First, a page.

The leitmotif of the present age is globalisation and modernity, underpinned by the rapid spread of information and communication technologies.
What Indian policy-makers from the economic domain need to grasp is that though the international economic systems have become global, the political structure of the world has remained the nation-state and will continue to be for the foreseeable future.
Managing the inherent contradictions in this arrangement, wherein World Bank trained economists can skew policies to undermine national security in their pursuit of economic dogma that has limited relevance to Indian conditions is the challenge that the national leadership has to negotiate.
This calls for a deep understanding of the international order, its history and the power structures underlying it. China has managed to do this by interpretation and implementation of global economic doctrines with Chinese characteristics.
Our recent history and the manner in which India has conducted its foreign and economic policies provide betray a lack of understanding of the emerging contours of a global order that will be based on technology dominance. Disciplines like ICT, AI, big data, nano-technology etc are key to this dominance. The public sector dominated defence-industrial complex is woefully inadequate to address these challenges.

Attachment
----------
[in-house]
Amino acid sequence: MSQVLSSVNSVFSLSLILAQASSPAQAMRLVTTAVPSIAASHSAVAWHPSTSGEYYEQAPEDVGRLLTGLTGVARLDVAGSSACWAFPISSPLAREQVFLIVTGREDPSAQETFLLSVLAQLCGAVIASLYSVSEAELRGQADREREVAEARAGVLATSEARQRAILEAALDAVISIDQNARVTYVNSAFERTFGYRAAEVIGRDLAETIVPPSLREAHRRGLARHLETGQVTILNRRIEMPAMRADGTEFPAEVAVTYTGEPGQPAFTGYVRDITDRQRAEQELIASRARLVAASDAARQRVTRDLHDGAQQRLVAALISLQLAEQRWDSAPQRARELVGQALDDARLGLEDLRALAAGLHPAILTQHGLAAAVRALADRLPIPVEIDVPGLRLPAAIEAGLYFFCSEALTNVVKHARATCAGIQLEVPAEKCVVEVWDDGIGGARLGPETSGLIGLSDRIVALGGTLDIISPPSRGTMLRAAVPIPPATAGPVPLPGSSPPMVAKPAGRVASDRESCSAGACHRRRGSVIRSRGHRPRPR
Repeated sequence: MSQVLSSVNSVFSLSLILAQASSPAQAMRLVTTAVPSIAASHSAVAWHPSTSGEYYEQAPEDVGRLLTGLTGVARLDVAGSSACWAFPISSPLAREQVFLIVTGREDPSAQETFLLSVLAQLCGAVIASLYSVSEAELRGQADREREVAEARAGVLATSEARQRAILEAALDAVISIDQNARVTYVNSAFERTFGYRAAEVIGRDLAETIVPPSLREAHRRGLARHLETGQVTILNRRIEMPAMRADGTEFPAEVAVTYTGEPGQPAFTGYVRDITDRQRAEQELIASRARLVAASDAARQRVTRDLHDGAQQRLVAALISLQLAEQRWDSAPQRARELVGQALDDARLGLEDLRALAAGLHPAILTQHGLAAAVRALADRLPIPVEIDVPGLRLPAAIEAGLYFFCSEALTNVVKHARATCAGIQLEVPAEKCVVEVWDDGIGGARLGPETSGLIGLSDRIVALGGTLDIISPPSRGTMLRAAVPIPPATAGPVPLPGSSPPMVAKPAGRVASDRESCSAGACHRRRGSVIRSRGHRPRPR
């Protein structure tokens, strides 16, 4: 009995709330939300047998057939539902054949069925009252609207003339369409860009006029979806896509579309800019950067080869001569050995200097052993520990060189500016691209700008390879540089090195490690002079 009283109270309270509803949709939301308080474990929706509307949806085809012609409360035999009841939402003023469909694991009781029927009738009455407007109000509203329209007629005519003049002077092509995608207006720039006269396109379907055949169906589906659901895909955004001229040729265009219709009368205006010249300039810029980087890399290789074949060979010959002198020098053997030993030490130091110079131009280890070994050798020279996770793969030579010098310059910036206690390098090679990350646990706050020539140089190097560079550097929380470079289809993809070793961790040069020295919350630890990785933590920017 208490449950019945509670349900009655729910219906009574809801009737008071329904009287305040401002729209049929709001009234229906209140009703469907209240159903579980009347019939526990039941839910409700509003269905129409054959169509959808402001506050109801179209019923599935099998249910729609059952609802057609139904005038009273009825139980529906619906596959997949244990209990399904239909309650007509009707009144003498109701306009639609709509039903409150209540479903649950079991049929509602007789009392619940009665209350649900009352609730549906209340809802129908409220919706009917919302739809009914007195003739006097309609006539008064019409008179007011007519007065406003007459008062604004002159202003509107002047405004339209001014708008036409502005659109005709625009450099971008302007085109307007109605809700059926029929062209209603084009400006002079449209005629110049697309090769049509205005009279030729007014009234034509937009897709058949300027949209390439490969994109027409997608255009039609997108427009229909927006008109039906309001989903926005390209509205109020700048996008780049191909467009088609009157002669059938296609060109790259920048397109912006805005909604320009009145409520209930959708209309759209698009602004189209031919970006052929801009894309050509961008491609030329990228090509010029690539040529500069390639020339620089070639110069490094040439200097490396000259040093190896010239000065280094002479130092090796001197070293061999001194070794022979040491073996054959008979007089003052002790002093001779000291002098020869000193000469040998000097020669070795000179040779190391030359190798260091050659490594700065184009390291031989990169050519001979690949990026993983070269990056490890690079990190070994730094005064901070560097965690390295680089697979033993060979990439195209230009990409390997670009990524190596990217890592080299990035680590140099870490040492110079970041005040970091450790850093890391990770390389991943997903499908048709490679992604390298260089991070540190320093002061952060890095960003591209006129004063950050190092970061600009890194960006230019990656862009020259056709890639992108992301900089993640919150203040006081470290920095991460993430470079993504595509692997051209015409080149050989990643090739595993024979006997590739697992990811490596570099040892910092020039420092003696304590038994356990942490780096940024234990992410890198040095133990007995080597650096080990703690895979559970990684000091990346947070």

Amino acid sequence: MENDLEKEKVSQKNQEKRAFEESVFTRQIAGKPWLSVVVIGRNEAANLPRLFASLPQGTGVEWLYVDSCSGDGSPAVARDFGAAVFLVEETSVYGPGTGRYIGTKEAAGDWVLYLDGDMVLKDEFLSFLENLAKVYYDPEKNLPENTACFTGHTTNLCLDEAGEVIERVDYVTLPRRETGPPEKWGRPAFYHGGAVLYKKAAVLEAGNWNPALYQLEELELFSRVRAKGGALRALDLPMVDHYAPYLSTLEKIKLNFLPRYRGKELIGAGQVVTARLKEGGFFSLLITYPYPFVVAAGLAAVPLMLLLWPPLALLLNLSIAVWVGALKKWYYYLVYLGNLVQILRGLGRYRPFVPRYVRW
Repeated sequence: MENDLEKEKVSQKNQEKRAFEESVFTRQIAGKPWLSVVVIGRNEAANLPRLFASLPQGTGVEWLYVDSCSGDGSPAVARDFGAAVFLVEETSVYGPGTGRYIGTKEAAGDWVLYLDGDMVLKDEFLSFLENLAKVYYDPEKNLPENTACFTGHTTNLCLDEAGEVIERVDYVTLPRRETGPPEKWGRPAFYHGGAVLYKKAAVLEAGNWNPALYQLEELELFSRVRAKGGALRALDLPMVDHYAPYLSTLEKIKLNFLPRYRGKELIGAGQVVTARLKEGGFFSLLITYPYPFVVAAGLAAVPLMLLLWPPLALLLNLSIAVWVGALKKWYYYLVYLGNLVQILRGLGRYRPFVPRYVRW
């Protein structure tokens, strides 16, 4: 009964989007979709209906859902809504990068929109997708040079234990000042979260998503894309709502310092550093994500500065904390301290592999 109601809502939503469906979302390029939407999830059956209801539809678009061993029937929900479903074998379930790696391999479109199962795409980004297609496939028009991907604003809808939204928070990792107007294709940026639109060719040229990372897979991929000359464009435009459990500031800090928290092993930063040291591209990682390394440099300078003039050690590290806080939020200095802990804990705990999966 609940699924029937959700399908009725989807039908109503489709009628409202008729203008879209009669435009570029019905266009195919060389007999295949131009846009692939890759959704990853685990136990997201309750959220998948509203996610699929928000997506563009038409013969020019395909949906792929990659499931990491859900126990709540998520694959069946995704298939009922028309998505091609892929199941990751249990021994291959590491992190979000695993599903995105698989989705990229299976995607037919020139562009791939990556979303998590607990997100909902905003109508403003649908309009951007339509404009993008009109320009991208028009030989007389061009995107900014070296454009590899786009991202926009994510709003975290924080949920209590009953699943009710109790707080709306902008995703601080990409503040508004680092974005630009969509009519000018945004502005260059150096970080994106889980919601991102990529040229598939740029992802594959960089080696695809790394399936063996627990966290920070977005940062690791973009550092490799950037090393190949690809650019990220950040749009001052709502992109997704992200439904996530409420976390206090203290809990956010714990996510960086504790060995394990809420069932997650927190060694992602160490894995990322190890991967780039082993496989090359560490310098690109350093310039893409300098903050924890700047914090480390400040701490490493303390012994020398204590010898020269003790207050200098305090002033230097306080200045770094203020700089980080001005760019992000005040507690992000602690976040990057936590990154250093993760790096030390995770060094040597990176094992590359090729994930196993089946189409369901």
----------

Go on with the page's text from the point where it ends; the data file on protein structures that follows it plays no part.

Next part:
The world over the nature of the ICT industry has necessitated PPP models of ecosystems to be created. In India, this is choked by a public sector dominated by the bureaucracy that has fixed the rules of ICT procurement for governments from indigenous sources virtually impossible.
They see no threat to themselves from global MNC products, but realise that an Indian product ecosystem can make their survival unlikely. A risk-averse bureaucracy, which presides over this edifice is unlikely to highlight and go in for a course correction.
We need urgent intervention from the political leadership to cut through this policy tangle and unleash the latent innovation capability in ICT, the low hanging fruit holding up the Indian renaissance. Such action is in line with declared government policy of Make in India and Startup India.
These steps can reverse the de-industrialisation of India and bring in job creation and economic growth. The core national interests that underlie these policy initiatives for a nation that has the largest youth segment needs to be conveyed to the world. Nations that understand and respect Indian interests are our natural allies.
Those nations who do not understand Indian interests, need to be pragmatically dealt with and managed. How well we manage these issues will be the real test of national policy-makers and our foreign policy wonks.
The prosecution of a Masood Azhar, a Hafiz Saeed or getting FATF to list terrorist organisations and coerce Pakistan to clamp down on terrorism are all no doubt important and relevant. But compared to the overall national security interests of India, they are but mere footnotes to the pressing challenges of our times. We sorely need Digital Panchatantras to educate both the policy-makers and our intelligentsia.
(Col (Retd) Pavithran Rajan, Adjunct Faculty at the Cyber Security Research Centre, Chandigarh. The views expressed in this article are those of the author, not necessarily endorsed by Asiaville.)